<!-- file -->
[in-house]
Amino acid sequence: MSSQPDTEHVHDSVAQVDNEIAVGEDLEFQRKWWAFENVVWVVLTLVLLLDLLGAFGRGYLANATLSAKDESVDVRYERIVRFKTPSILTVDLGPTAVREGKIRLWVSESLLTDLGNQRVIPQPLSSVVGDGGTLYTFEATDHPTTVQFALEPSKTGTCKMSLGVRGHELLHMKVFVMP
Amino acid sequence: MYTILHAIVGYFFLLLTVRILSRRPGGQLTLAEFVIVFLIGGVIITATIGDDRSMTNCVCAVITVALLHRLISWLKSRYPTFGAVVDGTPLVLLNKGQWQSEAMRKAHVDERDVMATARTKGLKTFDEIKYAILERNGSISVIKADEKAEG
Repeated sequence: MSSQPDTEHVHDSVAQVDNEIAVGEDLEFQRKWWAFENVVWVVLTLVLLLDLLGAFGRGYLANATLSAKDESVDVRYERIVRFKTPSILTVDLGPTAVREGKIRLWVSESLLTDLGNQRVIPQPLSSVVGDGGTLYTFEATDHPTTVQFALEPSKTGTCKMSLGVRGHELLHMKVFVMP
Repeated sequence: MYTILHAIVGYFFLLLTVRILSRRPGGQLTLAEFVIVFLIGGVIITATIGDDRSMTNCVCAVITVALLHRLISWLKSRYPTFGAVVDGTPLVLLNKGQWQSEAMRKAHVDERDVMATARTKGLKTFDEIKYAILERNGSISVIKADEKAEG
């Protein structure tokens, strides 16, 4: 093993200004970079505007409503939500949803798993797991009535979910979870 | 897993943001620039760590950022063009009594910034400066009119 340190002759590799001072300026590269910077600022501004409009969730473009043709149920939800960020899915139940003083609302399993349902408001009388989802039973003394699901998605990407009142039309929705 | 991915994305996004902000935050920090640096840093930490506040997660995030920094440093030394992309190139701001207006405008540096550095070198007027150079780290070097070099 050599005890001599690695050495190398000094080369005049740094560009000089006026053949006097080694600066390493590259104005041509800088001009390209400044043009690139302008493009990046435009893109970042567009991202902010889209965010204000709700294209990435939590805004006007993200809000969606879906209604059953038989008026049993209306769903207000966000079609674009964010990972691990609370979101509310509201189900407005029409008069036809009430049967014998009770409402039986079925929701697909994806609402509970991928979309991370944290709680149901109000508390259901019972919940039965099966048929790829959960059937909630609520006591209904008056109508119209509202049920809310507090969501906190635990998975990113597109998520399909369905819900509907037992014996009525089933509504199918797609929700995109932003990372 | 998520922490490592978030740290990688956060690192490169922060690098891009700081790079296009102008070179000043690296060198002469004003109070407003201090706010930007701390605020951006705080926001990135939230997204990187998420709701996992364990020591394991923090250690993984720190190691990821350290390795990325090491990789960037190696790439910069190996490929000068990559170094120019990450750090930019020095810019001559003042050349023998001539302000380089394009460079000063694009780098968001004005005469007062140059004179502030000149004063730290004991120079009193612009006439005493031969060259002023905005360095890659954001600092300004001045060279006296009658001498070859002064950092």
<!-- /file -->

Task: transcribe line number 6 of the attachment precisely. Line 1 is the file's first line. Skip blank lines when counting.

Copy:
């Protein structure tokens, strides 16, 4: 093993200004970079505007409503939500949803798993797991009535979910979870 | 897993943001620039760590950022063009009594910034400066009119 340190002759590799001072300026590269910077600022501004409009969730473009043709149920939800960020899915139940003083609302399993349902408001009388989802039973003394699901998605990407009142039309929705 | 991915994305996004902000935050920090640096840093930490506040997660995030920094440093030394992309190139701001207006405008540096550095070198007027150079780290070097070099 050599005890001599690695050495190398000094080369005049740094560009000089006026053949006097080694600066390493590259104005041509800088001009390209400044043009690139302008493009990046435009893109970042567009991202902010889209965010204000709700294209990435939590805004006007993200809000969606879906209604059953038989008026049993209306769903207000966000079609674009964010990972691990609370979101509310509201189900407005029409008069036809009430049967014998009770409402039986079925929701697909994806609402509970991928979309991370944290709680149901109000508390259901019972919940039965099966048929790829959960059937909630609520006591209904008056109508119209509202049920809310507090969501906190635990998975990113597109998520399909369905819900509907037992014996009525089933509504199918797609929700995109932003990372 | 998520922490490592978030740290990688956060690192490169922060690098891009700081790079296009102008070179000043690296060198002469004003109070407003201090706010930007701390605020951006705080926001990135939230997204990187998420709701996992364990020591394991923090250690993984720190190691990821350290390795990325090491990789960037190696790439910069190996490929000068990559170094120019990450750090930019020095810019001559003042050349023998001539302000380089394009460079000063694009780098968001004005005469007062140059004179502030000149004063730290004991120079009193612009006439005493031969060259002023905005360095890659954001600092300004001045060279006296009658001498070859002064950092």